Well, the Red Skull was now an Italian fascist (huh?) who got plastic surgery in his later years to look like a greasy Dick Tracy villain and had the evil scheme of…giving the President a brain transplant. Also, Cap was portrayed by Matt Salinger, the son of Catcher in the Rye author J.D. Salinger (dad must have been so proud) in a powdery latex costume that looked like a prop from a 4th of July-themed bondage porno.
Deadpool (Marvel Comics)
One of two decent characters created by 90’s art-stain Rob Liefeld (the other being Cable), Deadpool was one Wade Wilson, a man suffering from terminal cancer until he undergoes a treatment that imbues him with Wolverine’s healing factor. Unfortunately, the healing factor and the cancer didn’t play nice, leaving Deadpool horrifically scarred and more than a little insane. He became known as the Merc with a Mouth, a gun-for-hire notorious for breaking the fourth wall and just being…Deadpool.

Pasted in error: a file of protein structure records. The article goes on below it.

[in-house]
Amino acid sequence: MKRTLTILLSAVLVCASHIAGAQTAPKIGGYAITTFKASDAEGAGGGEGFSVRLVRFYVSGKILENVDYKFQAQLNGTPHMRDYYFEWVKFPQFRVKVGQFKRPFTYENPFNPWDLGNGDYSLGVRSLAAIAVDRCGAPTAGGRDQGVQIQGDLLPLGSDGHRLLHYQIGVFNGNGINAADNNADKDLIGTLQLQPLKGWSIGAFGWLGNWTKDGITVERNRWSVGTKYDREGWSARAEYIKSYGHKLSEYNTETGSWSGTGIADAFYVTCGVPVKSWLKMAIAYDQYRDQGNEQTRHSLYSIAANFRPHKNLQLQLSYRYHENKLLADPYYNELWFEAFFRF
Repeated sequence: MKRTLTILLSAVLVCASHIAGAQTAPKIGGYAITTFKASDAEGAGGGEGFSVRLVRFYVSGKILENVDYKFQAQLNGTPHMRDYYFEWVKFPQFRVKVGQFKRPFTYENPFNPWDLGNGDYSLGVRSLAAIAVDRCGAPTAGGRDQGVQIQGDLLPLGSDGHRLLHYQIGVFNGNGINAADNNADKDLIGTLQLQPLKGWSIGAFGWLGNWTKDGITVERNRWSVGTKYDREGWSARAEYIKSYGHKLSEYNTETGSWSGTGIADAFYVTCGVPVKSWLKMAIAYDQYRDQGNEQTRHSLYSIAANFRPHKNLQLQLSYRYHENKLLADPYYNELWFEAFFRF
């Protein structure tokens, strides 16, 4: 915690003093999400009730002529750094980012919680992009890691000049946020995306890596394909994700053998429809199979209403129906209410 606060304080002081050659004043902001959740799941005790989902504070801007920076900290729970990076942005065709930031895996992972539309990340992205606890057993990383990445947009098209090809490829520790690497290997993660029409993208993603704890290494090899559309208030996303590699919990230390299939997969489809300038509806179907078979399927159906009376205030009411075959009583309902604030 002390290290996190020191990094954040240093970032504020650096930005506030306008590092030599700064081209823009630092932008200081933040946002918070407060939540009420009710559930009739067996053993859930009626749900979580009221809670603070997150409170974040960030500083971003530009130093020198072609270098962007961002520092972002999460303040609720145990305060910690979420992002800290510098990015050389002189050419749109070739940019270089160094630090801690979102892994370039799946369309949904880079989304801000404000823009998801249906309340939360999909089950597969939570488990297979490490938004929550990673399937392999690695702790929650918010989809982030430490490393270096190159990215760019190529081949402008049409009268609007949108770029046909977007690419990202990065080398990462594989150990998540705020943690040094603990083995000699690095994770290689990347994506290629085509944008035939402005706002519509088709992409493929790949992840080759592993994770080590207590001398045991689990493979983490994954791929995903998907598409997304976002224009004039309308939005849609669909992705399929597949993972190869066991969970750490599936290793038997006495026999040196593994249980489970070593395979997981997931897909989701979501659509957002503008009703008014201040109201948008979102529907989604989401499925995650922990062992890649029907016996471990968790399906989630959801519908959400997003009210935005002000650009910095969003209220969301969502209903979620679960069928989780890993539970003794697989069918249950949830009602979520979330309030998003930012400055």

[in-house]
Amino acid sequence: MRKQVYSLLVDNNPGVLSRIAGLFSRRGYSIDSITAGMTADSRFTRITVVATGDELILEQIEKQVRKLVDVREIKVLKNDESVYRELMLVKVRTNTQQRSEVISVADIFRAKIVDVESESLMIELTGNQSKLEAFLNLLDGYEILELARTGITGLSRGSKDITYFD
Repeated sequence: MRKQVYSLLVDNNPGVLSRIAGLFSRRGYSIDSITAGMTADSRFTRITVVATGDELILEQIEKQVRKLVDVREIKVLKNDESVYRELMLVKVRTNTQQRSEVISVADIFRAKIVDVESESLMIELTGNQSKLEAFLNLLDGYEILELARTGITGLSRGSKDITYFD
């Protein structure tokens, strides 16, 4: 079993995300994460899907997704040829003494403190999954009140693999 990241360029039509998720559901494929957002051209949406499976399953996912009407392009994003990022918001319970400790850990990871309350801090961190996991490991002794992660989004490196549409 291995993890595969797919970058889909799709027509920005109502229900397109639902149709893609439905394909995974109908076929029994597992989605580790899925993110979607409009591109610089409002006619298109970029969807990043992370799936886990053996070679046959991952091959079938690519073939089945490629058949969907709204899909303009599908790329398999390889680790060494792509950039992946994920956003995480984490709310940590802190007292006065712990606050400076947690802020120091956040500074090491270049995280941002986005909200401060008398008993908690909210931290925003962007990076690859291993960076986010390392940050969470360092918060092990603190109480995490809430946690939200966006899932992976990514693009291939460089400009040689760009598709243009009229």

What We Got: X-Men Origins: Wolverine (2009)
The first part of the maligned X-Men Origins: Wolverine only makes the last part sting all the more. We get to see Ryan Reynolds playing Deadpool as we know and love him, slicing bullets with katanas and cracking jokes as part of a black ops team with Wolverine, Sabretooth, and Will.i.am (huh?). It’s beautiful! Just give him the costume and let’s go!
Instead, General Stryker decides to infuse him with a whole slew of different mutant abilities (what?), give him retractable katana blades that pop out of his arms (what??), and sew his mouth shut (WHAT???) for a final showdown with Wolverine and Sabretooth at 3-Mile Island. The letdown is beyond devastating; it’s like finding the girl of your dreams on the morning she leaves for a convent.